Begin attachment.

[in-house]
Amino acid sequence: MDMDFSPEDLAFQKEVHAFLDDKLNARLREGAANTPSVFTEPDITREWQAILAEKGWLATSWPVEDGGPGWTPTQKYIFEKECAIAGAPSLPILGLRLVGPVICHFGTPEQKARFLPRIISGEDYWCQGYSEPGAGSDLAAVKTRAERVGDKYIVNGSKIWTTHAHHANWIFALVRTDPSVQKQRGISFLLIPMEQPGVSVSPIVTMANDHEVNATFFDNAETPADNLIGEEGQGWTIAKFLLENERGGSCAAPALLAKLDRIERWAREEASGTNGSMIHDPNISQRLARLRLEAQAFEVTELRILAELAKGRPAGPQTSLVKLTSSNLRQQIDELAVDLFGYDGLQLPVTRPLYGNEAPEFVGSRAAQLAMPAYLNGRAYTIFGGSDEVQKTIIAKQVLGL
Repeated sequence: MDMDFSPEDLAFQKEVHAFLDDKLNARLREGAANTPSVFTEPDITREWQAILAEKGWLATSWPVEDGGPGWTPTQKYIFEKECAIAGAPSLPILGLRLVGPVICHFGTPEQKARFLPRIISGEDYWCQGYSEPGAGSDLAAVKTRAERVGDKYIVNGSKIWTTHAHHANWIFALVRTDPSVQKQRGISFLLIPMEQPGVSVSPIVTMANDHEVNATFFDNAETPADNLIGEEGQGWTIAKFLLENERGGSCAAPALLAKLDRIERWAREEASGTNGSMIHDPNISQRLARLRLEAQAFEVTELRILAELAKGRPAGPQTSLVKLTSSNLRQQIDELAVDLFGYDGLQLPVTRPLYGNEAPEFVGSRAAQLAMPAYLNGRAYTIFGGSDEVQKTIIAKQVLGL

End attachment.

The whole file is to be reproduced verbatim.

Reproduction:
[in-house]
Amino acid sequence: MDMDFSPEDLAFQKEVHAFLDDKLNARLREGAANTPSVFTEPDITREWQAILAEKGWLATSWPVEDGGPGWTPTQKYIFEKECAIAGAPSLPILGLRLVGPVICHFGTPEQKARFLPRIISGEDYWCQGYSEPGAGSDLAAVKTRAERVGDKYIVNGSKIWTTHAHHANWIFALVRTDPSVQKQRGISFLLIPMEQPGVSVSPIVTMANDHEVNATFFDNAETPADNLIGEEGQGWTIAKFLLENERGGSCAAPALLAKLDRIERWAREEASGTNGSMIHDPNISQRLARLRLEAQAFEVTELRILAELAKGRPAGPQTSLVKLTSSNLRQQIDELAVDLFGYDGLQLPVTRPLYGNEAPEFVGSRAAQLAMPAYLNGRAYTIFGGSDEVQKTIIAKQVLGL
Repeated sequence: MDMDFSPEDLAFQKEVHAFLDDKLNARLREGAANTPSVFTEPDITREWQAILAEKGWLATSWPVEDGGPGWTPTQKYIFEKECAIAGAPSLPILGLRLVGPVICHFGTPEQKARFLPRIISGEDYWCQGYSEPGAGSDLAAVKTRAERVGDKYIVNGSKIWTTHAHHANWIFALVRTDPSVQKQRGISFLLIPMEQPGVSVSPIVTMANDHEVNATFFDNAETPADNLIGEEGQGWTIAKFLLENERGGSCAAPALLAKLDRIERWAREEASGTNGSMIHDPNISQRLARLRLEAQAFEVTELRILAELAKGRPAGPQTSLVKLTSSNLRQQIDELAVDLFGYDGLQLPVTRPLYGNEAPEFVGSRAAQLAMPAYLNGRAYTIFGGSDEVQKTIIAKQVLGL